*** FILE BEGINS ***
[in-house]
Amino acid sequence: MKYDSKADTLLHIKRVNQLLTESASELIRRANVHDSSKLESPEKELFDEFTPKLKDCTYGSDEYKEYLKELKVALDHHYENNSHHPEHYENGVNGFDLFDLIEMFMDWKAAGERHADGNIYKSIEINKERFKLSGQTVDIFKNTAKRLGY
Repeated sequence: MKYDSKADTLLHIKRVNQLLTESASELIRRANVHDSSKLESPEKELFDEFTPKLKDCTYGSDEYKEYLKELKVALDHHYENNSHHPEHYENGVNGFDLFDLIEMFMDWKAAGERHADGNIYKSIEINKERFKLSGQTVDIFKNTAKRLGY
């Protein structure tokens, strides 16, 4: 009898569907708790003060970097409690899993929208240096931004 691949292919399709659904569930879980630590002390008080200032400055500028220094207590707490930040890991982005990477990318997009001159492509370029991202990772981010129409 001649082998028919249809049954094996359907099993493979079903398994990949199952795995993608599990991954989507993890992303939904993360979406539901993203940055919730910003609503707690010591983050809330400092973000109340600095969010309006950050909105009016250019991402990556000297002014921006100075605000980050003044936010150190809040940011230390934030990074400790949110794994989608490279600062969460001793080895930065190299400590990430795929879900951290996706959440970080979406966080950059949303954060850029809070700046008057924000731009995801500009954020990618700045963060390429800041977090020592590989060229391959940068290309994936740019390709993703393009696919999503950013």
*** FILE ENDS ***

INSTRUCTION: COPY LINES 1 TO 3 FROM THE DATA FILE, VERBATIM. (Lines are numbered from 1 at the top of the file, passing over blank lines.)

[in-house]
Amino acid sequence: MKYDSKADTLLHIKRVNQLLTESASELIRRANVHDSSKLESPEKELFDEFTPKLKDCTYGSDEYKEYLKELKVALDHHYENNSHHPEHYENGVNGFDLFDLIEMFMDWKAAGERHADGNIYKSIEINKERFKLSGQTVDIFKNTAKRLGY
Repeated sequence: MKYDSKADTLLHIKRVNQLLTESASELIRRANVHDSSKLESPEKELFDEFTPKLKDCTYGSDEYKEYLKELKVALDHHYENNSHHPEHYENGVNGFDLFDLIEMFMDWKAAGERHADGNIYKSIEINKERFKLSGQTVDIFKNTAKRLGY